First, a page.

Tuesday, October 3, 2017

Q&A with Lizzie Collingham

Lizzie Collingham is the author of the new book The Taste of Empire: How Britain's Quest for Food Shaped the Modern World. Her other books include The Taste of War and Curry. She is currently associate fellow of Warwick University and the Royal Literary Fund Fellow at Newnham College, Cambridge. She is based in Cambridge, United Kingdom.

Q: How did you come up with the idea for your new book, and how did you pick the particular meals you describe?

A: This book was a natural progression from my last, The Taste of War, which was about the role of food in World War II.

Food played a more important part in the story of the war than I had expected and as this approach opened up a new way of looking at a familiar story, I decided to apply the lens of food to the Empire which is a field of history I find fascinating. I began my career as a historian researching the bodily culture of the British in India.

Each chapter begins with a meal and tells the story of how this particular set of circumstances came about. The book opens with sailors eating their last meal of salt cod on the Mary Rose the day before it sank.

And then I follow the story of the Empire and the complex web of connections between people and places that it wove by focusing on those people and places who allow me to show how seemingly impersonal historical processes impacted on the daily lives of ordinary people.

The story unfolds by way of sugar barons feasting on beef on Barbados; Samuel Pepys taking his wife to dine in a fancy French restaurant; revolutionaries toasting liberty with rum in a Boston tavern; emigrants to New Zealand growing fat on plentiful mutton; Kenyans complaining about the paucity of beans in their national dish of irio and ends with an Empire Christmas pudding.

Q: What type of research did you need to do, and was there anything that particularly surprised you?

A: A book like this, which takes in a wide range of people and places over a 450-year time span, naturally rests on the primary research of many other scholars.

For example, in order to reconstruct the lives of African slaves in 18th century South Carolina I used the work of archaeologists who have excavated refuse pits around slave cabins, genealogical research into the Simon family who owned the Middleburg Plantation where I set the story and the ground breaking work of two historians who work on the transfer of African plants to the Americas.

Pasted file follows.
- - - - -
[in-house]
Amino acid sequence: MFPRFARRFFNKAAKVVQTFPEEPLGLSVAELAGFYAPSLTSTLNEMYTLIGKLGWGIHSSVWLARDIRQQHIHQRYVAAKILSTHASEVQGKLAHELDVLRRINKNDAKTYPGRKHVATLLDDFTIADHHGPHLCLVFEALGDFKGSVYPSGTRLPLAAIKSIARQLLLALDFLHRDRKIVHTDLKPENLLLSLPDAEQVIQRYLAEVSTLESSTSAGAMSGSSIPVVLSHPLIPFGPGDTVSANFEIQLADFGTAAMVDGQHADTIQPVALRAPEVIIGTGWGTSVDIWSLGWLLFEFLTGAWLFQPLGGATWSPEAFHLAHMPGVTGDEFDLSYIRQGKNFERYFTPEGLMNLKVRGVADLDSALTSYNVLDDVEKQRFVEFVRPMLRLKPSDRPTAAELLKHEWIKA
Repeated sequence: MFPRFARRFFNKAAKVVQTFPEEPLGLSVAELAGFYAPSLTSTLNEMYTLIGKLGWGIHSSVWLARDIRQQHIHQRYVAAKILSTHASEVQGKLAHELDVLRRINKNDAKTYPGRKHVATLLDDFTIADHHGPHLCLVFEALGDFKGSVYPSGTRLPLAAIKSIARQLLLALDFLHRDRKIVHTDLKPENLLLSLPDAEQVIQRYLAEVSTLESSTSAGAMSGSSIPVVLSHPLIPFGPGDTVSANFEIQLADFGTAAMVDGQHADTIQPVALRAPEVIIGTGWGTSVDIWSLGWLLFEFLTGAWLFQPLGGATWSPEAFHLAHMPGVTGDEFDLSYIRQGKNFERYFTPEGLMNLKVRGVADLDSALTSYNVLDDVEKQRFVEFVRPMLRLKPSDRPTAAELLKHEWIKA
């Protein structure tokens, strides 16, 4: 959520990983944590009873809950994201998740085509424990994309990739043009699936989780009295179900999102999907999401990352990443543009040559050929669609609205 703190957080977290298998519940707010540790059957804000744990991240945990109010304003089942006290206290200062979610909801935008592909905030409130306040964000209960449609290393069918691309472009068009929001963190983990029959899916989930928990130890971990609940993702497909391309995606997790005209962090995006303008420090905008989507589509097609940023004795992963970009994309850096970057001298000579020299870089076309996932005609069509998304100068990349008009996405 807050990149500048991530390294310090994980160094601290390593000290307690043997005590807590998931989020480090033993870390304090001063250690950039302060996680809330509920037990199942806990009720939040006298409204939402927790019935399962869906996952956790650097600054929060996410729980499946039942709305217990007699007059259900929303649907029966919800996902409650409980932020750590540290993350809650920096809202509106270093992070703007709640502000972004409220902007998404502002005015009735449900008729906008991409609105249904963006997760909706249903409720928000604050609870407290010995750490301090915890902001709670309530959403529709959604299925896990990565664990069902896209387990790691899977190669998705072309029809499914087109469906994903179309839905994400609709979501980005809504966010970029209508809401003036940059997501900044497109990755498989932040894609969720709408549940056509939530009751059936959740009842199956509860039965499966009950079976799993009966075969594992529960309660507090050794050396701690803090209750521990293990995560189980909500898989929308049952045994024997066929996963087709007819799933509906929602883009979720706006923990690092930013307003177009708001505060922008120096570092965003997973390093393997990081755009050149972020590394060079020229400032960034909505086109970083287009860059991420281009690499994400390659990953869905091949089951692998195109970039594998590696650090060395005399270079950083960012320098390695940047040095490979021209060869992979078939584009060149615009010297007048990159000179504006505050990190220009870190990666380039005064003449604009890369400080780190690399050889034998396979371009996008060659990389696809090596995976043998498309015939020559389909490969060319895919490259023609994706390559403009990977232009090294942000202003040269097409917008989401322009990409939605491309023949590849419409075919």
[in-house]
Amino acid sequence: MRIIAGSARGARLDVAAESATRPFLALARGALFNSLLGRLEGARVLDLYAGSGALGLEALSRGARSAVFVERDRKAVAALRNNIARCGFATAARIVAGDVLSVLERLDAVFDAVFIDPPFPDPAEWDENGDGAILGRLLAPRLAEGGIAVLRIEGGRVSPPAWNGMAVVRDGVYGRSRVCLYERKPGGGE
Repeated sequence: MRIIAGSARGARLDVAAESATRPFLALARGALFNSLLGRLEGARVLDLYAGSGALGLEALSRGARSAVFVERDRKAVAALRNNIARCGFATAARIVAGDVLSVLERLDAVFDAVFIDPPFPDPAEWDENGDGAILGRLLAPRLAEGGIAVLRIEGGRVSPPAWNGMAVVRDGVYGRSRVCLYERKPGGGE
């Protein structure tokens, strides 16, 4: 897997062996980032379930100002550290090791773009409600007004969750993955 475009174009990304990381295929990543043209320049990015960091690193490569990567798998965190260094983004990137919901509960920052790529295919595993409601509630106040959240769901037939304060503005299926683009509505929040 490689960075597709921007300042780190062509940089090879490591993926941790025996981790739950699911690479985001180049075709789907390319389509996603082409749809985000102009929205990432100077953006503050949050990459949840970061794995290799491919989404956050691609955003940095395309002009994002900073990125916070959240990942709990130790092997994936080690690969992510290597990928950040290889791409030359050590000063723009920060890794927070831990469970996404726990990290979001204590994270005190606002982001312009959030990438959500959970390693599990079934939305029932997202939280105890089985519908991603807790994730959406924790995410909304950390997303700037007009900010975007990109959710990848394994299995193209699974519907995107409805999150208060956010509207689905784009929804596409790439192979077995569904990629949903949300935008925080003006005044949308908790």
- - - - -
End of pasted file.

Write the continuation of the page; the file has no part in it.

Eighteenth-century slaves have left no written record of their lives but I read 19th century accounts of what it was like to be a slave in the Carolinas and there are, of course, plentiful accounts by Europeans of their observations of life along the slave coast of West Africa and of life as a planter in South Carolina.

One particularly fascinating manuscript was a recipe book kept by three generations of women from a wealthy planation family. All the chapters are a synthesis of a wide range of this kind of material.

One of the satisfactions I find in history is coming across ideas that make sense of aspects of daily life that are usually taken for granted.

For example, it is possible that the popularity of sugar may be the key to understanding why the English embraced tea. It is unclear when the English practice of sweetening tea became commonplace. It certainly was not adopted from the Chinese who did not put sugar in their tea.

A couple of 18th century health manuals suggested that sugar’s harmful sweetness could be countered by imbibing it in bitter herbal or fruit infusions. There was no explicit mention of tea in these tracts; however, sweetened tea would have complied with this advice. Tea drinking may, therefore, have become popular among the genteel as it was seen as a restrained and therefore legitimate way of consuming sugar.

Q: Did other empires of the same period experience the same food blending?

A: Yes. It is a characteristic of empires that they transport ideas, knowledge, people, plants, ways of farming and eating.

The soldiers guarding Hadrian’s Wall on the outer edges of the Roman Empire were supplied with amphorae of garum and olive oil from the Mediterranean.

The Portuguese were the first Europeans to find the sea route to the Indies and it was they who first took sugar cane to the Americas and maize to West Africa. And Dutch colonists in Indonesia also kept their pantries stocked with tinned European delicacies.

Q: What is the legacy today of the trends you describe in the book?

A: The British Empire laid the foundations for the way the world eats today. For example, it is a legacy of the Empire that East Africans think of maize as “food of the ancestors” when, in fact, it was introduced to the region by colonial agricultural officers.

Perhaps the most insidious legacy of the empire is the way in which sugar is an integral part of our diet. This is a direct legacy of the fact that the 19th century industrial working classes relied on sugar to give them energy.

Q: What are you working on now?

A: My new project is part memoir, part social history. My ancestors were stone masons and ship’s chandlers and the book will explore eating habits over several generations and the way that food connects us to the past.

Q: Anything else we should know?

A: Every meal carries within it a wealth of history. After reading The Taste of Empire I hope that even a cup of tea and a slice of bread spread with butter and jam will resonate with new meaning.

--Interview with Deborah Kalb

No comments:

Post a Comment